ἐν μηδενί, in nothing, compare ἐν παντί, below: not, ‘in no man’s estimation,’ as Luther. μηδεμ.,— μηδενί, are not = οὐδεμ.— οὐδενί, but, see on ch. 2 Corinthians 5:21, subjectively said—we exhort, being such as give, &c.: so 1 Corinthians 10:33, ἐγὼ πάντα πᾶσιν ἀρέσκω, μὴ ζητῶν κ. τ. λ.
προσκοπή = σκάνδαλον, or πρόσκομμα, Romans 14:13. μωμηθῇ] μωμᾶσθαι, ‘to reproach’ (see Winer, edn. 6, § 38. 7. a, and Moulton’s note), is one of those deponent verbs which have an aorist passive: so διαλέγεσθαι, βούλεσθαι, δύνασθαι, σπλαγχνίζεσθαι, &c.
The διακονία, the office itself, would be reproached, if cause of offence were found in the character of its bearers.
3–10.] And this doing, he approves himself as the minister of God by various characteristics, and under manifold circumstances in life.
4.] Meyer well remarks the position of συνιστ. ἑαυτούς. When the words signified ‘to recommend ourselves,’ in a bad sense, ch. 2 Corinthians 3:1, 2 Corinthians 5:12,— ἑαυτ. preceded the verb: but here and ch. 2 Corinthians 4:2, where used in a good sense, and without any stress on ἑαυτούς, it follows the verb. This is only one of continually occurring instances of the importance of the collocation of words with regard to the emphasis.
διάκονοι] not διακόν ους: recommending ourselves, as ministers of God should do. The ambiguity of the E. V. might have been avoided by a different arrangement of words: ‘in all things, as the ministers of God, approving ourselves.’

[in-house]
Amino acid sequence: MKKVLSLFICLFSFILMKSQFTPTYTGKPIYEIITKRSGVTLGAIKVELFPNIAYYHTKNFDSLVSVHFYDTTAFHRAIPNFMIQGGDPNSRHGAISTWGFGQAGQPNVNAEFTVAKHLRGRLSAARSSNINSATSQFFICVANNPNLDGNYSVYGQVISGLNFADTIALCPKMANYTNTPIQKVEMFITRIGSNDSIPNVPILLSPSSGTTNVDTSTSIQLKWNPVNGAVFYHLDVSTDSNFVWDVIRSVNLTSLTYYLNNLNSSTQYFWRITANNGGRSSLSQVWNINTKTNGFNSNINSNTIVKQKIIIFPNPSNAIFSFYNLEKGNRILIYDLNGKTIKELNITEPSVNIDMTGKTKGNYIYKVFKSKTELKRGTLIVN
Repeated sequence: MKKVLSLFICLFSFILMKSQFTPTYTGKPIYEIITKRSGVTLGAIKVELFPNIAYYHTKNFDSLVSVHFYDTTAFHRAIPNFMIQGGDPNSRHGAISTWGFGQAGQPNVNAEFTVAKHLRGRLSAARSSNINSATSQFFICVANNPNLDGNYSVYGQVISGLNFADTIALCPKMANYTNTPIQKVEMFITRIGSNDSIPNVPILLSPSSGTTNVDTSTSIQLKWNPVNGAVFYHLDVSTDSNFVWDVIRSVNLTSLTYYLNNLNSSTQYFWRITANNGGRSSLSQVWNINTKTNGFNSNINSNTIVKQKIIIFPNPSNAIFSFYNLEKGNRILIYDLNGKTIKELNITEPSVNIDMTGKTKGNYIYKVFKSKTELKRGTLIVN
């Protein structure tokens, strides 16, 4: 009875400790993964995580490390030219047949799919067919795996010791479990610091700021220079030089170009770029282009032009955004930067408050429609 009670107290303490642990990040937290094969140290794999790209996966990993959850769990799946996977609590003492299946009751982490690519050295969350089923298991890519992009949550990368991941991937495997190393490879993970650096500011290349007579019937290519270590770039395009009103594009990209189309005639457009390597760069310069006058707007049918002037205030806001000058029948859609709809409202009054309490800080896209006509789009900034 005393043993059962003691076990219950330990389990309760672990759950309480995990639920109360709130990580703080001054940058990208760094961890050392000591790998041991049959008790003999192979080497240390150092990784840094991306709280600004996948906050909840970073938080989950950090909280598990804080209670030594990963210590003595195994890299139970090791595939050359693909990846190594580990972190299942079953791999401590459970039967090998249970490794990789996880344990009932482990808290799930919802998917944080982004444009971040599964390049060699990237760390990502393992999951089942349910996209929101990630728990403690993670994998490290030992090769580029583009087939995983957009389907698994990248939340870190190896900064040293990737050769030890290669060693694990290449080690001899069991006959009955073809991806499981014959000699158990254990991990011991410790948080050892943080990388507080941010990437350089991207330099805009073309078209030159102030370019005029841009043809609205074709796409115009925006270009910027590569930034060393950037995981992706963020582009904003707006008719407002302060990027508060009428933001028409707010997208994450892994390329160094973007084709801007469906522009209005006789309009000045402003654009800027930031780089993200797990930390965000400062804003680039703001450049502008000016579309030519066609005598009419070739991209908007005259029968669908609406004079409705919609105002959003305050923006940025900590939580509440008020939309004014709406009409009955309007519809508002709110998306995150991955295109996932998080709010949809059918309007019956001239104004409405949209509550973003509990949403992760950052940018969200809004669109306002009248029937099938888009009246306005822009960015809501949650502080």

The following datives are a specification of παντί; but not all of the same sort: some signify instruments by which, some, situations in which, some both these. Bengel remarks: “Insignis gradatio. Sequuntur ter tria patienda (i.e. from θλίψεσιν to νηστείαις), quibus patientia ( ὑπομονή) exercetur; pressuræ,—plagæ,—labores. Primus ternarius continet genera, secundus, species adversorum: tertia spontanea” (but qu?: see below). So that the ὑπομονὴ πολλή belongs to 2 Corinthians 6:4-5, and 2 Corinthians 6:6 goes on to other points.
στενοχ.] See ch. 2 Corinthians 4:8, note.
5.] On πληγ., see reff.
φυλακ.] At Philippi only as yet, as far as we know from the narrative of the Acts;—but there must have been many other occasions, see ch. 2 Corinthians 11:23. He may have been imprisoned at Antioch in Pisidia, Acts 13:50, and at Lystra, Acts 14:19 and at Corinth, Acts 18:12; Acts 18:14; and we cannot tell what may have befallen him during his journeys, Acts 15:41; Acts 16:6; Acts 18:23.
ἐν ἀκαταστ.] in tumults, see Acts 13:50; Acts 14:5; Acts 14:19; Acts 16:22; Acts 17:5; Acts 18:12, and above all, Acts 19:23-41. The sense given by Chrys. (p. 522), al., τὸ μηδαμοῦ δύνασθαι στῆναι ἐλαυνόμενον, is philologically allowable, cf. Demosth. 383. 7, ἀκατάστατον ὥσπερ ἐν θαλάττῃ πνεῦμα, and James 1:8, and Polyb. xxxi. 13. 6, ὑποδεικνύων αὐτοῖς τὴν ἀκαταστασίαν τῆς βασιλείας,—but not found in N. T.
ἐν κόποις] usually, and here, signifies ‘labour in the Lord,’ for his sake, see reff. So also κοπιάω, Romans 16:6; Romans 16:12 (bis), and reff. Chrys., al., interpret it of his manual work, 1 Corinthians 4:12; and ἀστατοῦμεν and κοπιῶμεν occurring there together certainly gives some semblance to the view: but see ch. 2 Corinthians 11:23, where this can hardly be; it is most probable that the weariness of his excessive apostolic labour was in his mind.
ἀγρυπνίαις] Chrys. says, p. 523, τὰς νύκτας ἐν αἷς ἐδίδασκεν. ἢ ὅτι καὶ ἐν αὐταῖς εἰργάζετο. But I would rather believe the ἀγρυπνίαι to have been watchings through anxiety for the churches.
ἐν νηστείαις] This is generally, and by De W. against Meyer, taken to refer to involuntary hunger and thirst. But, as the latter remarks, the word does not appear to be ever so used; and in ch. 2 Corinthians 11:27, Paul himself distinguishes ἐν νηστείαις from ἐν λιμῷ κ. δίψει. The meaning of fastings must therefore be retained. So Chrys., Theodoret, and Calvin.